Top 5 Tips for Guiding Pet Owners Through Difficult Decisions

Lisa Moses, VMD, DACVIM, Harvard Medical School

ArticleLast Updated April 20214 min readPeer Reviewed
Print/View PDF
featured image

Veterinarians, like palliative care physicians, frequently engage in difficult conversations that mark major transitions in the course of disease1 and often involve decisions such as whether and when to stop care. These goals-of-care (GOC) conversations are considered the minimum database for serious illness2 and typically take place when patients with chronic illness also face acute crisis.

There is a large body of research in human medicine concerning best practices on how to convey diagnosis and prognosis and determine GOC. Empathetic and skillful management when handling GOC conversations can benefit patients, pet owners, and, in a measurable way, the mental health of clinicians.3

GOC discussions should feel comfortable and help lead to rational and mutually acceptable treatment plans for seriously ill patients.

It can be especially difficult for newly graduated clinicians to reconcile assessment of prognosis and clinical opinion of the best course of action with desires of the owners. A well-developed ability to fully share in decision-making with owners is important because productive GOC conversations can help reduce moral distress in clinicians and staff.4 For human patients, goal-directed care with help from a physician can reduce family distress, grief, and complicated bereavement and improve quality of care5; this is likely also true in veterinary medicine.

Following are the author’s top 5 tips for successful GOC conversations after values and goals are established. The conversation will be more productive if GOC are established first so owners do not assume the conversation is only about euthanasia.

1. Appropriate Timing

GOC conversations should take place before new, risky, invasive, or costly diagnostic and therapeutic plans are initiated. Lack of time in the clinic setting can hinder productive conversations, preventing identification of owner choices and communication of clinician-recommended courses of action. Thus, GOC should be discussed prior to treatment and continued during the course of treatment. For long-term patients, the clinician can consider incorporating a “miniature goals” discussion during an examination involving typical geriatric problems (eg, mobility or behavior changes). This allows pre-emptive assessment of the owners’ basic values about end-of-life care and can make future conversations easier.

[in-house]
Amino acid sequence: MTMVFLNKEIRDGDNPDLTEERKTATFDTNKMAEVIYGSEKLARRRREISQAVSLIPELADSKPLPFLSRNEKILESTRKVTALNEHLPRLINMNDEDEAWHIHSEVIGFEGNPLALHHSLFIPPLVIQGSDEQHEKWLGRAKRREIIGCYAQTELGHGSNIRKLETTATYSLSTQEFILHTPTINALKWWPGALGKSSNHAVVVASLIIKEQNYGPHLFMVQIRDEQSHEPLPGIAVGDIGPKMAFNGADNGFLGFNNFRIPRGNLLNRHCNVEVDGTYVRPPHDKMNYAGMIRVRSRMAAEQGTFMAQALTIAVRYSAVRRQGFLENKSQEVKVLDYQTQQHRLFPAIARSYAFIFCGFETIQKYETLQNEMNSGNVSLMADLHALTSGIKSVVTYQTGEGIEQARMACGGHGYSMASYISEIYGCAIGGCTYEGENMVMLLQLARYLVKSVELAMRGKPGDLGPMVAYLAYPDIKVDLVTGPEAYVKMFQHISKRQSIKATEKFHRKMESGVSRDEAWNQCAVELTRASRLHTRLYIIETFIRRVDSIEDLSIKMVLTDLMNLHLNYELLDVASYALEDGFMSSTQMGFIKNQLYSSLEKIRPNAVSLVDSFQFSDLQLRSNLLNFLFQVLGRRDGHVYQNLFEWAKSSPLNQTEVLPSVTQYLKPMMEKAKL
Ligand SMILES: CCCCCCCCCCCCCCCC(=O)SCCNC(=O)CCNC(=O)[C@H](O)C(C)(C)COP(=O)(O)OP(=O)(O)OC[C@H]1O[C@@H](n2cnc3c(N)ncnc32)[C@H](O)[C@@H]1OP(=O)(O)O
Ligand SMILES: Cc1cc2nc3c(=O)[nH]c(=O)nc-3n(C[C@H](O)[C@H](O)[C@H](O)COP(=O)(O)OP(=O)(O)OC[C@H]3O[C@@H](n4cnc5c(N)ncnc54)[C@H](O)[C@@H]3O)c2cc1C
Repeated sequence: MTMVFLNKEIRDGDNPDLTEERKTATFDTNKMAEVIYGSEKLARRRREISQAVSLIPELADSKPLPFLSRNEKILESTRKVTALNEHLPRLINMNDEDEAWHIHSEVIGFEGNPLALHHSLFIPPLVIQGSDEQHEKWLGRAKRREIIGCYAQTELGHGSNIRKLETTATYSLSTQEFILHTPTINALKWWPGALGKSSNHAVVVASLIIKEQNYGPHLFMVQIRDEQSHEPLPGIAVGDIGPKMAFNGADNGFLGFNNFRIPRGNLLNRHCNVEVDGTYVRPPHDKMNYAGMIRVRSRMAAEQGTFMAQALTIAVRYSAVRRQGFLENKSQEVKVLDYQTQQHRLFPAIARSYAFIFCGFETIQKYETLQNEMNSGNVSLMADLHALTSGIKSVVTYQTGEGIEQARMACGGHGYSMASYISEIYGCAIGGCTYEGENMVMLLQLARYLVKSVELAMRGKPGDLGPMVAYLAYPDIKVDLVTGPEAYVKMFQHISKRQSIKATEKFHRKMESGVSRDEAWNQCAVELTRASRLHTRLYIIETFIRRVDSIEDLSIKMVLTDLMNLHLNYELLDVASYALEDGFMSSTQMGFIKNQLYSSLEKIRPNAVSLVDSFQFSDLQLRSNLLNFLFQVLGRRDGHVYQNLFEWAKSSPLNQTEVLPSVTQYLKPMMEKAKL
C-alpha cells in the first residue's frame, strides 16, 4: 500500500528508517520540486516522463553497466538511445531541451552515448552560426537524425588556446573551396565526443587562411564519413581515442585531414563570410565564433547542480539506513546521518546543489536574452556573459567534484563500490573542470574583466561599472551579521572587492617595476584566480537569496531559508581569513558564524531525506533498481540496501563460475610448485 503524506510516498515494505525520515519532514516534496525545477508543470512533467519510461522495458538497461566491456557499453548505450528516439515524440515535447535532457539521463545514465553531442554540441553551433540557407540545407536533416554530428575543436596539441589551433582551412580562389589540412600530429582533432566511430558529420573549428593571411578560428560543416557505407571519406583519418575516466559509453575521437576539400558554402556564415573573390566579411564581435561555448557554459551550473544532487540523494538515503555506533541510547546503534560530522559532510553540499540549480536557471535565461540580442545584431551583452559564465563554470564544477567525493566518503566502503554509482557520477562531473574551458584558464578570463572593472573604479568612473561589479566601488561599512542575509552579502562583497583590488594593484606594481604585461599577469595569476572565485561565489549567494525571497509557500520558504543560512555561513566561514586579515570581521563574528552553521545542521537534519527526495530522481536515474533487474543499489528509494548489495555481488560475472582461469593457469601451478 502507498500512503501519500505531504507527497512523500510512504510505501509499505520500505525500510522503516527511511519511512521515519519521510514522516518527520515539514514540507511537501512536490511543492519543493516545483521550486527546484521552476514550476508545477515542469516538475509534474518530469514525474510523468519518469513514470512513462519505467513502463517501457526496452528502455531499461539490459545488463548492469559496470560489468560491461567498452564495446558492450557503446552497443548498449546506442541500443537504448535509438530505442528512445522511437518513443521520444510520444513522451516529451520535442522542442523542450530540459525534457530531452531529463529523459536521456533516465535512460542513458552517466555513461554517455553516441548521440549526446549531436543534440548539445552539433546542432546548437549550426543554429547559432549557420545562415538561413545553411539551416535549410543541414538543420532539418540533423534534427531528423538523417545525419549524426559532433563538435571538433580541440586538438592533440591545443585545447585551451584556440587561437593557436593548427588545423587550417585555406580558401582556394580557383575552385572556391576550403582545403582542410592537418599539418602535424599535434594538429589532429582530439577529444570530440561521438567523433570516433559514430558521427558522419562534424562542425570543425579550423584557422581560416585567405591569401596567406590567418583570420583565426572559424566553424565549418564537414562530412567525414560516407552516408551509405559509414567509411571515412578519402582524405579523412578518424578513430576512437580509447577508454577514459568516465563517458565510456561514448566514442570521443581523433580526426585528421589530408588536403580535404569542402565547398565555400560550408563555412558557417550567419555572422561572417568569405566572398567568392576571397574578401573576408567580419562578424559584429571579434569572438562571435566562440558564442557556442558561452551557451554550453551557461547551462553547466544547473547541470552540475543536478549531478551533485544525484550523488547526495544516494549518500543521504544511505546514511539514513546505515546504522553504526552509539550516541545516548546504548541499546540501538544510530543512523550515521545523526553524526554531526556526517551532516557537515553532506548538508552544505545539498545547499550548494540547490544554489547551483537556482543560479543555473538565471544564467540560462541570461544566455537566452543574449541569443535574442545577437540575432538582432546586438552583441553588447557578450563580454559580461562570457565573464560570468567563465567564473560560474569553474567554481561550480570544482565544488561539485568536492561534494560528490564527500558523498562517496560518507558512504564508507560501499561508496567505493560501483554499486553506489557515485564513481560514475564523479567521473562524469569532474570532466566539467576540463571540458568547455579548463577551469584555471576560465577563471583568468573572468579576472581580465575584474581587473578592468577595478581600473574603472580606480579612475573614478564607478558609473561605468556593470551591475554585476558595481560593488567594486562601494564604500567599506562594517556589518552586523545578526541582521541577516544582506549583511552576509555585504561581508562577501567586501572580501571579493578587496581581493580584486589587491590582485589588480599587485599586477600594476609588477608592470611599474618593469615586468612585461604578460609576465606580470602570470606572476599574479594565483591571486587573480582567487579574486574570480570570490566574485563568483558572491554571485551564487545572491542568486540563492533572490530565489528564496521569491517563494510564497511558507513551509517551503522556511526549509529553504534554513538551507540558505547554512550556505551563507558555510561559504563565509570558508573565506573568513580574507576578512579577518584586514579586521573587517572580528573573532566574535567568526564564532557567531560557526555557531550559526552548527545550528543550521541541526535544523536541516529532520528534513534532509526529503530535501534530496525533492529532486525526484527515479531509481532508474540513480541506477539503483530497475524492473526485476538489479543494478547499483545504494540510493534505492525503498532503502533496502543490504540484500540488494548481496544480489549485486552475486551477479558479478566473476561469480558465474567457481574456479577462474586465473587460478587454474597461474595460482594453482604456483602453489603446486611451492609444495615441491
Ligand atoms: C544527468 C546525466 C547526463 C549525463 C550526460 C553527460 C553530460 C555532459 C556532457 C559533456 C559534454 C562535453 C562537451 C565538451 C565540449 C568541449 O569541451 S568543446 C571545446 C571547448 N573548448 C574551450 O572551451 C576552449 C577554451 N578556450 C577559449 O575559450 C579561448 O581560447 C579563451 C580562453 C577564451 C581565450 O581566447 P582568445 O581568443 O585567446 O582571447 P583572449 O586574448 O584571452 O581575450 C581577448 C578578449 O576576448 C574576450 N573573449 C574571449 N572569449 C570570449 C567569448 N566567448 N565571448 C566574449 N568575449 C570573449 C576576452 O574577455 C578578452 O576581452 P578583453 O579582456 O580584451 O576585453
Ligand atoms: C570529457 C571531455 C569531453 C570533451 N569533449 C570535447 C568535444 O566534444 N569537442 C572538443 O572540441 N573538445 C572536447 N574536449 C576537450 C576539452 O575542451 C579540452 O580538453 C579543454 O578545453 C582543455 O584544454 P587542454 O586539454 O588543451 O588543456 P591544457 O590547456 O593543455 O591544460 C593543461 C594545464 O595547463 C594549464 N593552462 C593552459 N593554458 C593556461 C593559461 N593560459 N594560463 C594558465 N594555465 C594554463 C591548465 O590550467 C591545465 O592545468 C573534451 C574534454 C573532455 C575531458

2. Goals-of-Care Conversations as a Consultation

GOC conversations have optimal outcomes when they are face-to-face, planned, and not rushed. A consultation that will focus on GOC should be scheduled, and all members of the patient’s household involved in decision-making should be encouraged to attend. This can significantly reduce unscheduled time (eg, through owner phone calls) later spent managing owner uncertainty and second-guessing. An established plan can also help with mental preparation for all parties, ensuring easier conversations.

3. Conversation Flow

Ceding control of conversations to owners should be the goal for GOC conversations. Owners should be expected and allowed to do most of the talking so they can express fears and expectations. Patient care can then be structured around a mutually agreed-on plan that incorporates clinician recommendations with owner goals.

4. Awkward Moments & Silence

It can be difficult and take time for owners to articulate worries, goals, and values. Revealing these thoughts can also cause vulnerability. Uncomfortable feelings are normal and should be expected during GOC conversations. Silent moments should be expected and welcomed, as they allow owners to process emotionally difficult information and make decisions.

5. Starting the Conversation about Owner Fears

A difficult but key component of GOC conversations is understanding and accepting what the owners believe about their pet’s prognosis.6 GOC conversations should be opened with a hope and worry statement (eg, “I hope Sam’s condition improves in the next few days, but I am worried he may get worse. Because of my concern, I want to learn what is important to you as we move forward.”) Owners should then be asked about their fears and worries regarding their pet’s situation.7 The answers may be unexpected and illuminate the level of owner understanding about the clinical situation. These conversations should be approached with an intention to be nonjudgmental. These discussions provide the chance to deliver clear information about medical realities using trust-building sensitivity and compassion.